Volunteer

Be the difference for a child. Be a CASA Volunteer.

Volunteer Introduction

Court Appointed Special Advocates are trained community volunteers who dedicate their time to a child in foster care to advocate for the child in court and all aspects of their life. Volunteer CASAs make a positive difference for a child in foster care, helping the child to thrive and find safety and permanency. These committed and caring adults change the trajectory of a child’s life through strengths-based advocacy, trauma-informed care, and positive connections.

Why Become a CASA?

It’s simple. When kids in foster care have a volunteer Court Appointed Special Advocate on their case, it makes all the difference. Studies show that children with CASAs on their case have improved outcomes in every area of their life: health, education, safety, resiliency, access to services and more. The most important thing a CASA can do for a child in foster care is be the consistent in a time of change and turmoil. Volunteer Advocates serve the child welfare system in a unique capacity by bringing the individual needs of each child into the courtroom and community.

What Does An Advocate Do?

The role of a Court Appointed Special Advocate is not an ordinary volunteer role. CASAs come from a variety of backgrounds, but they all have something in common: dedication, and a heart for working with kids.

Build a Relationship

with the child

Meet with the Adults

in their life

Document & Report

everything you learn

Attend Court Hearings

Build a Relationship

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Meet With The Adults

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Document & Report

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Attend Court Hearings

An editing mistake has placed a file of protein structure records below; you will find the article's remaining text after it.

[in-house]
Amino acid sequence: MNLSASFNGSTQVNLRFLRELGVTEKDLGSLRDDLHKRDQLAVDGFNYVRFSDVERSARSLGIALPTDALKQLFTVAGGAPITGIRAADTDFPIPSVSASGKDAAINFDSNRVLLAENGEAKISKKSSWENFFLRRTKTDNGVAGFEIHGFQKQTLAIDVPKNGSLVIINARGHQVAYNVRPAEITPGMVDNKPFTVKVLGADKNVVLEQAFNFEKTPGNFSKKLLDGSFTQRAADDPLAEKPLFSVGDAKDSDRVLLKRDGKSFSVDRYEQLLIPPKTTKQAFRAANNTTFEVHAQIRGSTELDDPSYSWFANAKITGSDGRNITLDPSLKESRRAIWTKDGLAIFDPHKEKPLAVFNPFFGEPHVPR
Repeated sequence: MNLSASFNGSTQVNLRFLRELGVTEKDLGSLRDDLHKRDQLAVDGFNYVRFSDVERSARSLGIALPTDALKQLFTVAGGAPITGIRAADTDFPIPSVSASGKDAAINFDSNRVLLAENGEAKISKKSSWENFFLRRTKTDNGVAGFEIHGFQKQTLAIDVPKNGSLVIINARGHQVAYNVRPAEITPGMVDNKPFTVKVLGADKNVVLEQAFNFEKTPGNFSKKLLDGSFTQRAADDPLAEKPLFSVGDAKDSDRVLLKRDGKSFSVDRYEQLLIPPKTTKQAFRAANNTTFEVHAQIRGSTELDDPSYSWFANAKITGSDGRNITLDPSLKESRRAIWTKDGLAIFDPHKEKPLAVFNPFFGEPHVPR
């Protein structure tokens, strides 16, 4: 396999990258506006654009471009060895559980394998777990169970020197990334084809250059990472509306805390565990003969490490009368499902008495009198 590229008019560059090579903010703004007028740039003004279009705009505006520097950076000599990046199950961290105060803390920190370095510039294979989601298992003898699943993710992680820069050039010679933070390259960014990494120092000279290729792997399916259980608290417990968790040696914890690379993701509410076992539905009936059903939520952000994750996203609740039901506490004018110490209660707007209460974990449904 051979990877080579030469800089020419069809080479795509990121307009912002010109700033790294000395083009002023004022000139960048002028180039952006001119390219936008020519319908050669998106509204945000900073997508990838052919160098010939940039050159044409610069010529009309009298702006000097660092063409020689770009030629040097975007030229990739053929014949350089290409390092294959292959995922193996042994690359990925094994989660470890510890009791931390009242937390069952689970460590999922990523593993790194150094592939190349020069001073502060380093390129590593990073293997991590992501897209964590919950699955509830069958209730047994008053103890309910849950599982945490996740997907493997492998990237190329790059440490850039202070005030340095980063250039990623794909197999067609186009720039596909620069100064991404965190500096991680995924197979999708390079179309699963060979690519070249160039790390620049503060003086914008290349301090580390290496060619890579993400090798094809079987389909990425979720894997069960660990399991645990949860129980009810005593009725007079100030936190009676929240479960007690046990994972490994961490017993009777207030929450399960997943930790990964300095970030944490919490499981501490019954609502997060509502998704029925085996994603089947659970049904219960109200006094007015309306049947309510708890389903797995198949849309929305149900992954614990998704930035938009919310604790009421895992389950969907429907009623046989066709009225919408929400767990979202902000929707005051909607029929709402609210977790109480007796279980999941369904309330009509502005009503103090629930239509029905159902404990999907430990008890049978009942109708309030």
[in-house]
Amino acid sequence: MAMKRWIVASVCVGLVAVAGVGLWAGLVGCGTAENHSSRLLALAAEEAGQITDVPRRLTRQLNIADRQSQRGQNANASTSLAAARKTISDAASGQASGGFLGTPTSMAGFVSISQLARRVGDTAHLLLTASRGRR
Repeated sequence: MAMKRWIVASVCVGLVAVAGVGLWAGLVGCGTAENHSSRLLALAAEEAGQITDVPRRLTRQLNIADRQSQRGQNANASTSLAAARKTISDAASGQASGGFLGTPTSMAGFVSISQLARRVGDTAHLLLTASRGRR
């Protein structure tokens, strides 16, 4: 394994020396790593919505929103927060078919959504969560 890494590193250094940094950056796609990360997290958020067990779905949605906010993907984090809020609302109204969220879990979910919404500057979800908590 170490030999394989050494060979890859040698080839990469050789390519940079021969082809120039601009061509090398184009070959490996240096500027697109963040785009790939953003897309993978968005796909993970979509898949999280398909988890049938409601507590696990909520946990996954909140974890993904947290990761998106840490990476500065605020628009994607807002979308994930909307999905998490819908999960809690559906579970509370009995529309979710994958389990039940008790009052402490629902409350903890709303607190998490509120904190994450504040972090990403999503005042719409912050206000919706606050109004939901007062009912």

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Build a Relationship

Court Appointed Special Advocates visit the children on their case regularly at their foster home and school to build a relationship with them. A volunteer CASA commits to be a consistent and trusted adult for the child through the change and turmoil of foster care. 

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Document and Report

With the information they gather from everyone involved on a case, volunteer Advocates write reports that are distributed to the judge and other people involved on a case to keep everyone informed on the child’s needs and wishes. 

Meet with the Adults

Volunteer Court Appointed Special Advocates gather information from every adult and professional involved in a child’s life, including foster parents, teachers, social workers, medical professionals, and members of the child’s family. 

Attend Court Hearings

In addition to writing reports, volunteer Court Appointed Special Advocates attend court hearings to be the voice of the child, and to advocate for their needs and best interests.
 

Steps to Becoming a CASA Volunteer

Step 1:

Info Session

The first step to becoming a volunteer Court Appointed Special Advocate is to attend a 45 minute Information Sessions. We have in-person and virtual sessions twice a month. 

Step 2:

Apply

After attending an information session, the next step is to let CASA know you’re ready to take the next step to become a volunteer Advocate. 

Step 3:

Interview

If you’re ready to join the CASA team, schedule a time to interview with CASA staff. We would love to hear why you’re passionate about serving kids in our community!  

Step 4:

CASA Training

CASA of Yellowstone County holds four training sessions a year. Each session is 8 weeks long and covers a wide variety of topics to prepare you to be a volunteer CASA. 

Step 5:

Graduate

After completing over 35 hours of training, you are finally ready to graduate and be sworn-in by a judge. Then you sit down and pick your CASA case! 

You can make a difference. Become an Advocate.

Take the first step. Attend an Info Session.

Thursday, December 1 — 12:00 pm

(Virtual)

Wednesday, December 7 — 10:00 am

CASA Office (1201 Grand Ave)

Thursday, December 15 — 6:00 pm

(Virtual)

Frequently Asked Questions

How can I help abused and neglected children in Yellowstone County?

There are many ways to support CASA of Yellowstone County. You can donate your time and become an advocate, you can donate money, or you can help us spread the word about the important work we do by scheduling us to come and speak at your organization. Call 406-259-1233 to inquire further, or email emily@yellowstonecasa.org.

What does it take to be a CASA Advocate?

No special experience or education is required. The following are good traits for a CASA to have:

  • A commitment to children
  • Objectivity and responsibility
  • Good communication skills (both written and verbal)
  • Open Minded
  • Ability to maintain confidentiality.